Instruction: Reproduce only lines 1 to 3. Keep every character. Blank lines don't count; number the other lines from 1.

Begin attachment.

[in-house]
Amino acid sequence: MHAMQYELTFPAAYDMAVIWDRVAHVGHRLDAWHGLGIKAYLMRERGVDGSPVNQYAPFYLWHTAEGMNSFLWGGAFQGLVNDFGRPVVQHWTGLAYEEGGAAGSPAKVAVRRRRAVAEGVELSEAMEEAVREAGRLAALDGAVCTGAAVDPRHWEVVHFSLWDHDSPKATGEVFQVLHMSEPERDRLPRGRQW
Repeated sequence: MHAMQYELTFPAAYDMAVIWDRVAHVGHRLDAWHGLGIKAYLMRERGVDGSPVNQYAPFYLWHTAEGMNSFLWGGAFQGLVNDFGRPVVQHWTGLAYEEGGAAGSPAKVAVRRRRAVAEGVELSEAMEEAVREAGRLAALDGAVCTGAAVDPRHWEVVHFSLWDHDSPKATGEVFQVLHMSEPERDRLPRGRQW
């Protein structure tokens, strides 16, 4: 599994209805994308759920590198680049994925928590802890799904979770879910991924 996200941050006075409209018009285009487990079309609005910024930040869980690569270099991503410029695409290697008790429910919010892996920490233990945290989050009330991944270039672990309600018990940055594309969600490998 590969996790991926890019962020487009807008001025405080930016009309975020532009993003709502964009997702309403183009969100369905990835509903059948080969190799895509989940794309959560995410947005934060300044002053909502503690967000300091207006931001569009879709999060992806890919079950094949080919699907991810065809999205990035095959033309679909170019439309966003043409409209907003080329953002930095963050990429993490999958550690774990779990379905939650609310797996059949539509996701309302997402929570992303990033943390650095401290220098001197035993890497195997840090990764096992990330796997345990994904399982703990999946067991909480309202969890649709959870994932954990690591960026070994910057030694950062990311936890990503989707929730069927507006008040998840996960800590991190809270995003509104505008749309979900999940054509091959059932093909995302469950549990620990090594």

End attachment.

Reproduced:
[in-house]
Amino acid sequence: MHAMQYELTFPAAYDMAVIWDRVAHVGHRLDAWHGLGIKAYLMRERGVDGSPVNQYAPFYLWHTAEGMNSFLWGGAFQGLVNDFGRPVVQHWTGLAYEEGGAAGSPAKVAVRRRRAVAEGVELSEAMEEAVREAGRLAALDGAVCTGAAVDPRHWEVVHFSLWDHDSPKATGEVFQVLHMSEPERDRLPRGRQW
Repeated sequence: MHAMQYELTFPAAYDMAVIWDRVAHVGHRLDAWHGLGIKAYLMRERGVDGSPVNQYAPFYLWHTAEGMNSFLWGGAFQGLVNDFGRPVVQHWTGLAYEEGGAAGSPAKVAVRRRRAVAEGVELSEAMEEAVREAGRLAALDGAVCTGAAVDPRHWEVVHFSLWDHDSPKATGEVFQVLHMSEPERDRLPRGRQW